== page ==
During 2010, the Corporation completed the shutdown of three office furniture facilities in South Gate, California; Louisburg, North Carolina and Owensboro, Kentucky and consolidated production into existing office furniture manufacturing facilities.  The Corporation announced and started these activities during 2009. During 2010, the Corporation incurred $2.0 million of current period charges which included $0.3 million of accelerated depreciation of machinery and equipment recorded in cost of sales and $1.6 million of other costs recorded as restructuring costs. During 2011 and 2012, the Corporation incurred $0.5 million and $0.4 million of current period charges due to ongoing costs related to a vacant building recorded as restructuring costs, respectively.

During 2010, the Corporation made the decision to close certain hearth products retail and distribution locations. A pre-tax charge of $0.2 million was recorded for severance and facility exit costs in 2010.
    
During 2010, the Corporation completed the consolidation of significant production from its hearth products Mount Pleasant, Iowa plant to other existing hearth products manufacturing facilities.  Additionally the Corporation completed the closure of hearth products distribution centers in Alsip, Illinois and Lake City, Minnesota and transferred operations to its Mount Pleasant facility.  During 2010, the Corporation incurred $0.1 million of current period charges recorded as restructuring costs.

The Corporation made the decision to sell certain hearth products distribution locations during the fourth quarter of 2010. The assets to be sold were moved to held for sale, and the Corporation recorded an impairment charge of $5.0 million to reduce the value of the business unit to fair market value. The Corporation also recorded $0.5 million of impairment charges in 2010 related to adjusting excess land held for sale to fair market value.


Operating Income

Operating income increased $6.1 million to $87.6 million in 2012, compared to $81.5 million in 2011.  The increase was due to higher volume, better price realization and lower material costs. These were offset partially by investments in operations, selling, marketing and product initiatives, and higher incentive-based compensation. Operating income increased $23.6 million to $81.5 million in 2011, compared to $57.9 million in 2010. The increase was due to higher volume, better price realization and lower restructuring, transition and impairment charges. These were offset partially by higher input costs, investments in selling, marketing and product initiatives and impact of new acquisitions.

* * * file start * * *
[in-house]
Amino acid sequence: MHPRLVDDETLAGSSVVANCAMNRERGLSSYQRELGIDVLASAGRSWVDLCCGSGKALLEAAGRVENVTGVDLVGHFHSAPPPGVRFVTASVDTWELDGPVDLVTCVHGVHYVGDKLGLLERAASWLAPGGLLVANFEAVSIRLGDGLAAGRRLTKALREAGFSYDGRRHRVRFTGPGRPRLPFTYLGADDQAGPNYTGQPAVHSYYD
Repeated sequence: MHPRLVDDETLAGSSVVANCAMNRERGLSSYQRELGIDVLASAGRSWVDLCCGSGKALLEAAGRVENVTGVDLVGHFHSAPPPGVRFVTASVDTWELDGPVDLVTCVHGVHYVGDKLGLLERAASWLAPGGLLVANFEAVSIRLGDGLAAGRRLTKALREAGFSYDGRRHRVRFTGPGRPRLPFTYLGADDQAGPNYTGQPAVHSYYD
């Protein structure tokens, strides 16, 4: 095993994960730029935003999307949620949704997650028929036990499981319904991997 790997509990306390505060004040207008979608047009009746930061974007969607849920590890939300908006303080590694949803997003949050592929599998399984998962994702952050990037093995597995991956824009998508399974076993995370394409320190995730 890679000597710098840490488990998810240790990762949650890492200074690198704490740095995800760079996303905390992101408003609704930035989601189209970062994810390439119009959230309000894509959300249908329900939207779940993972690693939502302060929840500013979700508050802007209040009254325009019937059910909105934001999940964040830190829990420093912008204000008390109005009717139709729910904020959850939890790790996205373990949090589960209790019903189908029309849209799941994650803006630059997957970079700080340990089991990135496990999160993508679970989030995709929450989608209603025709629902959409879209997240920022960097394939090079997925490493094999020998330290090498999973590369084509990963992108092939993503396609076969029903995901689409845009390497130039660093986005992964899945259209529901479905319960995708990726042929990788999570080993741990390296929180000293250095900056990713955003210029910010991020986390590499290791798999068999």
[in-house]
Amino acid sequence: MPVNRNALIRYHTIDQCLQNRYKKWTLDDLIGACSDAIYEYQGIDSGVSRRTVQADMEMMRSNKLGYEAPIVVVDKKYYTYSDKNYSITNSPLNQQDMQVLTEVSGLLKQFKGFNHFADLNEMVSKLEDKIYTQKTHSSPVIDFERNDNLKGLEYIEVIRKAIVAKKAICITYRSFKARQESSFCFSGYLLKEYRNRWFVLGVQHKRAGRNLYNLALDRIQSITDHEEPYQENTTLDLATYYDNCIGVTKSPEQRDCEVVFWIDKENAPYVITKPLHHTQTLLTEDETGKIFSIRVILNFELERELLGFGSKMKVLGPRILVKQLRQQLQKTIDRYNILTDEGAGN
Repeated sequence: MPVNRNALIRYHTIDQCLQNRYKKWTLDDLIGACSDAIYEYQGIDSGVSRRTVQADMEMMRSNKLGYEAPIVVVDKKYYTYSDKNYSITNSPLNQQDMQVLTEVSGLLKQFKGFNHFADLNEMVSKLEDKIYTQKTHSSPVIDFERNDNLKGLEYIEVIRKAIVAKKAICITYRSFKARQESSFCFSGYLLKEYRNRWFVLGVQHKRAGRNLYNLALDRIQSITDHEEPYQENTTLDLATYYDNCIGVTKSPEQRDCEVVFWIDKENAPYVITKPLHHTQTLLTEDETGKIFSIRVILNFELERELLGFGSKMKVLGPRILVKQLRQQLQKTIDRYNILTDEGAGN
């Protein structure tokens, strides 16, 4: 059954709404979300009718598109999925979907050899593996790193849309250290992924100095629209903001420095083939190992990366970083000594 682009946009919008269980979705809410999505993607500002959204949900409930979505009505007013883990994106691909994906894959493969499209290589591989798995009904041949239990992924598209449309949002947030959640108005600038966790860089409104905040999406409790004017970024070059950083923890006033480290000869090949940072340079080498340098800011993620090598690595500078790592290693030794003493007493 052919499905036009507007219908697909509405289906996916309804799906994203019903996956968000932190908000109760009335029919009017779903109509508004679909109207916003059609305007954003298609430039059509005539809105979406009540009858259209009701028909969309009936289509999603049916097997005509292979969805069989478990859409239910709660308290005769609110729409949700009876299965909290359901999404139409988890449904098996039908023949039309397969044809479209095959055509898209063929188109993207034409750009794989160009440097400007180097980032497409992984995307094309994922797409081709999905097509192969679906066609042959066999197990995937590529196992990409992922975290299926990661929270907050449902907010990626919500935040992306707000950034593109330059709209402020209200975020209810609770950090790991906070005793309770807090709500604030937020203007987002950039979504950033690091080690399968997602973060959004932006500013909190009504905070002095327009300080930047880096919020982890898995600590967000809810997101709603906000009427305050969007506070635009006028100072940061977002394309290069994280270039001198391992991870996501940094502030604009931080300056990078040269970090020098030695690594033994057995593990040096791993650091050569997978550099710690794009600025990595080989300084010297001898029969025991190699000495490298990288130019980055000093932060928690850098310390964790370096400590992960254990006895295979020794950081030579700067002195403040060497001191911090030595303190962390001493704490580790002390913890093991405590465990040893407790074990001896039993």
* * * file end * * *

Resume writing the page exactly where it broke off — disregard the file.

Income Taxes

The provision for income taxes for continuing operations reflect an effective tax rate of 37.7 percent, 34.8 percent and 36.1 percent for 2012, 2011 and 2010, respectively. The current year increase in the effective tax rate was primarily driven by the Corporation's inability to claim a federal research and development credit along with other items. On January 2, 2013 the American Tax Relief Act of 2012 was enacted into law, which included an extension of the federal research and development tax credit and other tax credits through December 31, 2013. As a result the Corporation expects its income tax provision for the first quarter of fiscal 2013 will include $0.9 million of discrete tax benefit.




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Income From Continuing Operations

Income from continuing operations in 2012, which excludes the Corporation's discontinued business (see Discontinued Operations in the Notes to Consolidated Financial Statements) was $48.3 million compared to $45.7 million in 2011, a 5.6 percent increase. Income from continuing operations in 2011 was $45.7 million compared to $29.7 million in 2010, a 54.1 percent increase.  Income from continuing operations per diluted share increased by 5.9 percent to $1.07 in 2012 compared to $1.01 in 2011 and $0.65 in 2010.

Discontinued Operations

During 2010, the Corporation completed the sale of a non-core business in the office furniture segment and a small non-core component of its hearth products segment. Revenues and expenses associated with these components are presented as discontinued operations for all periods presented.  Refer to Discontinued Operations in the Notes to Consolidated Financial Statements for further information.